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Fixing your running form - and why it matters

Updated: Apr 1, 2020

By Lisa Tamati, Running Hot Coaching

Often the focus in training programmes is on endurance rather than efficiency but taking time somewhere in your training year to lower your mileage and focus on technique is important. If you are running short distances you can get away with a lot but if you are doing long distances over half marathon you need to have good running technique to avoid injury, increase efficiency. Working on your form and mechanics leads to improved economy and you will move forward with greater ease, while using less energy than you do with poor technique.

It also puts less stress on. Muscles, tendons and bones which can help prevent injuries over the many months of training that will need to be done in order to run half, full or ultra distances. Good form starts with maintaining an upright posture, aim to keep the centre of your head, shoulders, hips and foot striking ankle in a vertical line. Avoid leaning forward from the waist, a form you often see in fatigued runners late in the race. Stand upright as if you are a puppet on a string being pulled up form the centre of your head. Practice looking down at the road with your eyes not tilting your head down. When you head goes forward the rest of the body follows. Your arms should be held at your sides with a loose 90 degree angle formed at the elbows. Arms should win in a natural, relaxed pendulum motion, don’t tense the should up. Swing from the shoulders forward and back. Your arms are the counterbalance to your legs so need to swing in a balanced motion. Not exaggerated on one side. Your arms should never cross your centre line (i.e. if you run a line down the middle of your body where the zip on your jacket is ). Don’t let shoulders rotate from side to side either. Don’t overstride - this is a common running fault caused by stretching out to far in front of the body. This can lead to the promotion of braking forces that will stop the propulsive forces you are trying to get from your muscles. When you foot strikes the ground your knee should be slightly flexed and your foot positioned under or just in front of the hips. If you land very loudly this means high impact forces which is usually inefficient and potentially can cause injury. A runner with good from flies along, landing softly on each foot, has a high leg turnover or cadence and doesn’t “Plant” each foot in the ground. Try and run as quietly as possible. Strength training should be a compulsory part of every endurance runners regime. Having strong, hips, core, back helps you maintaining the correct form through a long distance race. Running form degrades very fast as soon as the stabilising muscles of the hips and core tire. Run specific functional exercises like bridges, squats and lunges and ab work can help delay the onset of this bad form and fatigue.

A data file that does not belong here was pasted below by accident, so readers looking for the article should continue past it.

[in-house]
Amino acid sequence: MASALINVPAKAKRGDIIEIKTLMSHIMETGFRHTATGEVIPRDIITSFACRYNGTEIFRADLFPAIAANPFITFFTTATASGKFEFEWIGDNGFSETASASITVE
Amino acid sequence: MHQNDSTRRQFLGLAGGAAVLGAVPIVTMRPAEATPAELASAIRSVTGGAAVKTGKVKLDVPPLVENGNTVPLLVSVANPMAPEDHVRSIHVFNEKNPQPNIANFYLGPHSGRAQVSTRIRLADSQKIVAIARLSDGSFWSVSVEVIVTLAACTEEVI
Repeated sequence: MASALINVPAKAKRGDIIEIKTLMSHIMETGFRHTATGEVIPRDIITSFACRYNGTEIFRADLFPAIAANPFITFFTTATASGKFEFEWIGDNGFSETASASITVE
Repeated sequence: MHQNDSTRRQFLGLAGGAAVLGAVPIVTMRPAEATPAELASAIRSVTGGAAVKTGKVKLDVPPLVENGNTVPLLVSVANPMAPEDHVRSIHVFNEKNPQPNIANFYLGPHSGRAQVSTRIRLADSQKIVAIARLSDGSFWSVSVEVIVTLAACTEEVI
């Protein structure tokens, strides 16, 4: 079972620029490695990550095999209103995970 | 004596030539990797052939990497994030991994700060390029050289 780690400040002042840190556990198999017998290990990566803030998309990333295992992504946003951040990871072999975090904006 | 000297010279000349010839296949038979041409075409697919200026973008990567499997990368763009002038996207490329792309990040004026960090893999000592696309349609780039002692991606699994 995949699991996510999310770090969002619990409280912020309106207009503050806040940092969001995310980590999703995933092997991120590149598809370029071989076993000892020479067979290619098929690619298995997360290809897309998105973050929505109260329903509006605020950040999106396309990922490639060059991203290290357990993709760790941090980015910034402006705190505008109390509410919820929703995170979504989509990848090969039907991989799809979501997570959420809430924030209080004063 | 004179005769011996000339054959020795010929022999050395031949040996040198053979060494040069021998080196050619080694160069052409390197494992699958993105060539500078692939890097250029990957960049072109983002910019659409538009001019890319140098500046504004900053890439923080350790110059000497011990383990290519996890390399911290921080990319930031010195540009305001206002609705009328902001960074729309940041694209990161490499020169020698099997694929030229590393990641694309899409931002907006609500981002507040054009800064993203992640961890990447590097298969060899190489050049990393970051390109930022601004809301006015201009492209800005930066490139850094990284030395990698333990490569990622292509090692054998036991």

To discover more about Lisa's training and running philosophies, or to sign up for a seven-day free trial with Running Hot Coaching, visit

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